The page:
Much depends on the individual and their medical history, but even with cochlear implants or hearing aids, it takes concentration to decipher speech. Some sounds and words are so similar that it’s extremely difficult to distinguish them. For people who rely on lip-reading, picking up every word is impossible. Only around 40 percent of the sounds in the English language can be seen on the lips of a speaker, according to the US Centers for Disease Control and Prevention, and that’s in ideal conditions.
The prospect of having audible speech transcribed in your field of vision is exciting. It can help people with varying degrees of hearing loss, who may suffer from social isolation as a result, to pick up more of a conversation. The XRAI app also works when watching TV, which can be handy for live content, where subtitles aren’t always great (or at the cinema, where captions are absent).
But there are some major caveats here. The XRAI app runs on an Android smartphone that must be attached via USB-C to the Nreal Air Augmented Reality glasses, which cost $379. Yep, you’ll have a wire running down your body from head to pocket. Aside from the expense, wearing glasses can be uncomfortable if you have cochlear implants or hearing aids. Although relatively lightweight for augmented reality glasses, the Nreal Air are still chunky and heavy compared to regular glasses. I can’t imagine wearing them all day.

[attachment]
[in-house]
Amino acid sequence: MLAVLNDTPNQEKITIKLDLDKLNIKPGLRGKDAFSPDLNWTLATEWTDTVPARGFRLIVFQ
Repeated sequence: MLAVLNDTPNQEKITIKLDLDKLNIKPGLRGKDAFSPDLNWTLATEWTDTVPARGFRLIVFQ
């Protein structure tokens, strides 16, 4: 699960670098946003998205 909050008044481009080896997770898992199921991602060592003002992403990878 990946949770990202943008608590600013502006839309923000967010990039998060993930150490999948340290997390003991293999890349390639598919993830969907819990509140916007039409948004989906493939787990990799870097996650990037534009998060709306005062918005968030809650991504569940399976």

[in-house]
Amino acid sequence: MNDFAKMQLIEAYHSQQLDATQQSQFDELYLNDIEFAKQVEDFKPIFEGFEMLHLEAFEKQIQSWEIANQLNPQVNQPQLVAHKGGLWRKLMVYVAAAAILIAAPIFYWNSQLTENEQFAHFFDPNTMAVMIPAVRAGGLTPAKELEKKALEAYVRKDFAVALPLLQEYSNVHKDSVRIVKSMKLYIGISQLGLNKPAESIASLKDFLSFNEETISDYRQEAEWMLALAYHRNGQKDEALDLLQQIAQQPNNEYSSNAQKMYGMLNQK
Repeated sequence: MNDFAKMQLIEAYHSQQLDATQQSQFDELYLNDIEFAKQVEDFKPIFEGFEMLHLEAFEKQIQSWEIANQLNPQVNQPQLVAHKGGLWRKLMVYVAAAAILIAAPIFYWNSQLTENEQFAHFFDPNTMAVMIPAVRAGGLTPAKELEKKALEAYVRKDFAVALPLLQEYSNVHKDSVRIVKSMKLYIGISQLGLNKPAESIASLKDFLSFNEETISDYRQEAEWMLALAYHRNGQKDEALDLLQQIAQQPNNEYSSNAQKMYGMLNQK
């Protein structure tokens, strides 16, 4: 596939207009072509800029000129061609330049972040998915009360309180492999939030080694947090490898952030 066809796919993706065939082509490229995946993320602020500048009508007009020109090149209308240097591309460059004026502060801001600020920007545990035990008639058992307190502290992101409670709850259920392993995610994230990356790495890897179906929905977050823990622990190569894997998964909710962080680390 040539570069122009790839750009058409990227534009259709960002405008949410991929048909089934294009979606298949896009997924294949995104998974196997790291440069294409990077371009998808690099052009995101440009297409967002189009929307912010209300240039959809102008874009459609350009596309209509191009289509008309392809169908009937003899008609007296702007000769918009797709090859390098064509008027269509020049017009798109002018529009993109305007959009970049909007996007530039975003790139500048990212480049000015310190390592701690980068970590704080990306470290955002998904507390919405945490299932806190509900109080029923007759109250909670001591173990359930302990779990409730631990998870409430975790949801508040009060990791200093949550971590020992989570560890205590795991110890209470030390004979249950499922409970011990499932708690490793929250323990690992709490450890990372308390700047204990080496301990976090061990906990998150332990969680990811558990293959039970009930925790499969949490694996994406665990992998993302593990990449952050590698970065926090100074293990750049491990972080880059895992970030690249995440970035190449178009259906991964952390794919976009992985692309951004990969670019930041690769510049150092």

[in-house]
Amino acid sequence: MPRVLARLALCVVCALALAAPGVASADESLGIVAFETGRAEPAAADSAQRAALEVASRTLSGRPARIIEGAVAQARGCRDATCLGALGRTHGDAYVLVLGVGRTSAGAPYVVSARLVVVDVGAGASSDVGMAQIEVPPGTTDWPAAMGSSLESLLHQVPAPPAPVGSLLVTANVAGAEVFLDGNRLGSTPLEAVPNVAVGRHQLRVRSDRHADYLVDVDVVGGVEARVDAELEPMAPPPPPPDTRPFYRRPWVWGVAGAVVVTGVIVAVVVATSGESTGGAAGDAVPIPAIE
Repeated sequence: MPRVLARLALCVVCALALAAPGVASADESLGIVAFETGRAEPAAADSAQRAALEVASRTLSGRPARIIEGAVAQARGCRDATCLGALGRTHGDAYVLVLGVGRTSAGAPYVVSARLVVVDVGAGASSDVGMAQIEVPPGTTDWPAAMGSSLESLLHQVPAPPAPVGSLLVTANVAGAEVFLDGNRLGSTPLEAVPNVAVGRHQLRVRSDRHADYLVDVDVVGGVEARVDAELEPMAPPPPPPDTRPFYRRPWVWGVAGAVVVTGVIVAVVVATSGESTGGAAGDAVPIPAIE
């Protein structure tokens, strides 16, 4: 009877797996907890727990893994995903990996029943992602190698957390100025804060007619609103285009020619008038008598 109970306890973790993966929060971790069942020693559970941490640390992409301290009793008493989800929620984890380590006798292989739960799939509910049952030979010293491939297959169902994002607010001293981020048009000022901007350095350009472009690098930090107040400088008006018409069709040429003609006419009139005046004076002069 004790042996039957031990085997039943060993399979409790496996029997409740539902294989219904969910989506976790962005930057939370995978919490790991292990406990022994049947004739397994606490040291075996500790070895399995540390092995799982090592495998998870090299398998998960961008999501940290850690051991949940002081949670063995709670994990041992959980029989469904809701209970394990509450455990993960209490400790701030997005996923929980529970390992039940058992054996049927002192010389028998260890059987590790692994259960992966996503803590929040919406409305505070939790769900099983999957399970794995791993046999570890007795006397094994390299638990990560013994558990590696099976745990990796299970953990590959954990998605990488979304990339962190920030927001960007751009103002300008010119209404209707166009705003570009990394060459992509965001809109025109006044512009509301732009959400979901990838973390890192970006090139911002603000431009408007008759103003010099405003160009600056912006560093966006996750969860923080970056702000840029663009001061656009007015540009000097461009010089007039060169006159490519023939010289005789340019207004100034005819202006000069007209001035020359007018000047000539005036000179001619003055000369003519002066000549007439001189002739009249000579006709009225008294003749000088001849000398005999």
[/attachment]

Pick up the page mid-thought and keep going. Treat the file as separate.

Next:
Another red flag? One of the main reasons someone with hearing loss might want subtitles like this is for noisy environments like cafés or for group conversations where there’s a lot of cross-talk, but Feldman insists we go somewhere quiet for the demo and acknowledges that XRAI Glass doesn’t work well with background noise or multiple people speaking.
Then there’s the cost, and I’m not talking about Nreal’s glasses. The XRAI Glass Essentials tier is free and offers unlimited transcription and one-day conversation history, but if you want 10 hours of speaker attribution, 30-day conversation history, and the ability to pin the subtitles and customize the user interface, you need the Premium tier, which is free for one month then jumps to $20 per month. For unlimited speaker attribution, unlimited conversation history, and a “personal AI assistant,” you have to shell out $50 per month for the Ultimate tier. That’s a lot of money.
The idea of subtitles for real life has been around for a while. Google published research on wearable subtitles a couple of years ago and teased the possibilities of real-time translation in augmented reality glasses at its latest I/O developer event. A company video shows AR glasses translating languages in real-time and subtitling speech for the deaf. Google tells me it’s not ready for prime time, and there are issues with making the experience comfortable for people reading text projected into their field of vision.
Based on my brief demo, XRAI Glass does not solve these issues. Having to wear chunky, expensive glasses and having subtitles float in the center of your vision is not ideal. (You need a paid subscription to pin subtitles in 3D space, but I didn’t get to see this.)